An 800-year-old vest of chain mail, known as a hauberk, has been discovered in Co Longford.
The historical artefact was discovered at an unknown location in the county.
It is currently being held by local tourist attraction, Granard Knights & Conquests, before it goes to the National Museum of Ireland.
It lay in a shed until this week when the person who found it attended a Norman People event at Granard Knights & Conquests as part of National Heritage Week.
After seeing a replica of chain mail at the event last weekend, a member of the public came forward stating they had discovered something similar.
The artefact was handed over this week and General Manager Bartle D'Arcy has already been in touch with the National Museum of Ireland to declare it and begin the process of its restoration.
Mr D'Arcy explained that, while the artefact was not discovered in Granard or at Granard Motte, it was dug up from a drain in an area close by.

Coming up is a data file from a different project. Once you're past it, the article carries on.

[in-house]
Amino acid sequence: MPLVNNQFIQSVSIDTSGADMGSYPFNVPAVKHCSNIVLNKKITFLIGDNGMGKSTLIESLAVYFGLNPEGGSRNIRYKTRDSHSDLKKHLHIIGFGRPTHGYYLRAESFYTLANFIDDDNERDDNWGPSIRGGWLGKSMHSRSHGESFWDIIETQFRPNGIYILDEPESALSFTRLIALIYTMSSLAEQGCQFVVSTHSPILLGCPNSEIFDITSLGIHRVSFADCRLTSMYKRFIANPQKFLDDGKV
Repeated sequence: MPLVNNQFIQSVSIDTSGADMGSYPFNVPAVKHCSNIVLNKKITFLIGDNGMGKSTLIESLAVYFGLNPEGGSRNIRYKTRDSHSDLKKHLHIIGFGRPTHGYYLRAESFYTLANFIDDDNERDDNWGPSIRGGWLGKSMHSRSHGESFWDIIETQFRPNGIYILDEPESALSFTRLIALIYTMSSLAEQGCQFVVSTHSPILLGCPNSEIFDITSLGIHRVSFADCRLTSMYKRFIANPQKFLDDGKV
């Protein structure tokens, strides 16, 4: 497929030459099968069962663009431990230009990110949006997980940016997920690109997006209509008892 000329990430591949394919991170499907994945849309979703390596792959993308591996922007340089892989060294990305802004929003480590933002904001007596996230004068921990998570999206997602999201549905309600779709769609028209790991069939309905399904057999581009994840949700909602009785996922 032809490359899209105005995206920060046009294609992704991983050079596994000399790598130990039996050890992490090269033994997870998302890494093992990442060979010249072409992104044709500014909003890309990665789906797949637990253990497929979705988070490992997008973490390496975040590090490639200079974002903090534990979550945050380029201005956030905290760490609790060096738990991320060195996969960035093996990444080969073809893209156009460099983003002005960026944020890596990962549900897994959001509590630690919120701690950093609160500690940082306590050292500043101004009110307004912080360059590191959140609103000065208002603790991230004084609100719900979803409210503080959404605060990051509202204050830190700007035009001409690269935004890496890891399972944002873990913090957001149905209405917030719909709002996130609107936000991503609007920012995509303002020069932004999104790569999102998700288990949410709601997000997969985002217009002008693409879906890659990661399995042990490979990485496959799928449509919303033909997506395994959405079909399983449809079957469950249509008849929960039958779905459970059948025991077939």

"We think it's related to the Motte because chain mail is expensive," he explained.
"Yesterday I was in the National Museum and declared it an artefact because it's the property of the State and they're going to come and look after it for us."
Tourism and Education Officer at Granard Knights & Conquests Deirdre Orme said that the hauberk is "an absolutely amazing discovery".
"We're completely blown away with it here in Knights & Conquests in Granard. And it completely links into what we're doing here at the centre - tapping into our Norman history and heritage," she said.
The hauberk dates to approximately 1172 when the Normans arrived in Longford, linking in with the story of Richard De Tuite and the construction of the timber-frame castle on the motte in 1199.
To discover a hauberk in such good condition and intact is rare.
"We have the entire hauberk," said Mr D'Arcy who, when he first heard of the artefact, thought it would be just a fragment of chain mail.
"To have the original thing here is just beyond belief and particularly during Heritage Week."
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